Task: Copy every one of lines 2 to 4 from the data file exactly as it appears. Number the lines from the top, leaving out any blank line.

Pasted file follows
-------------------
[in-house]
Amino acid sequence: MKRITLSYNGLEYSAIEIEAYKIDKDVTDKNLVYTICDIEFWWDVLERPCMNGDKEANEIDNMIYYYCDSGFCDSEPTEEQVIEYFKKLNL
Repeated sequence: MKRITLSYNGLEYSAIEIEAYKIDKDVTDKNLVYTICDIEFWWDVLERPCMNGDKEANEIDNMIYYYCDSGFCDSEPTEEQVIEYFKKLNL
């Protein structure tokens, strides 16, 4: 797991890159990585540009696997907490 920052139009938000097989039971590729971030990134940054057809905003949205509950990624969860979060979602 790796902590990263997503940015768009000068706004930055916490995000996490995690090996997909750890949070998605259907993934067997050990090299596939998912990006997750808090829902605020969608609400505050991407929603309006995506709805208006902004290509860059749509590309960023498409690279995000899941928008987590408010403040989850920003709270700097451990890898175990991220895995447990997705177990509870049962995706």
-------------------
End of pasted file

Amino acid sequence: MKRITLSYNGLEYSAIEIEAYKIDKDVTDKNLVYTICDIEFWWDVLERPCMNGDKEANEIDNMIYYYCDSGFCDSEPTEEQVIEYFKKLNL
Repeated sequence: MKRITLSYNGLEYSAIEIEAYKIDKDVTDKNLVYTICDIEFWWDVLERPCMNGDKEANEIDNMIYYYCDSGFCDSEPTEEQVIEYFKKLNL
């Protein structure tokens, strides 16, 4: 797991890159990585540009696997907490 920052139009938000097989039971590729971030990134940054057809905003949205509950990624969860979060979602 790796902590990263997503940015768009000068706004930055916490995000996490995690090996997909750890949070998605259907993934067997050990090299596939998912990006997750808090829902605020969608609400505050991407929603309006995506709805208006902004290509860059749509590309960023498409690279995000899941928008987590408010403040989850920003709270700097451990890898175990991220895995447990997705177990509870049962995706």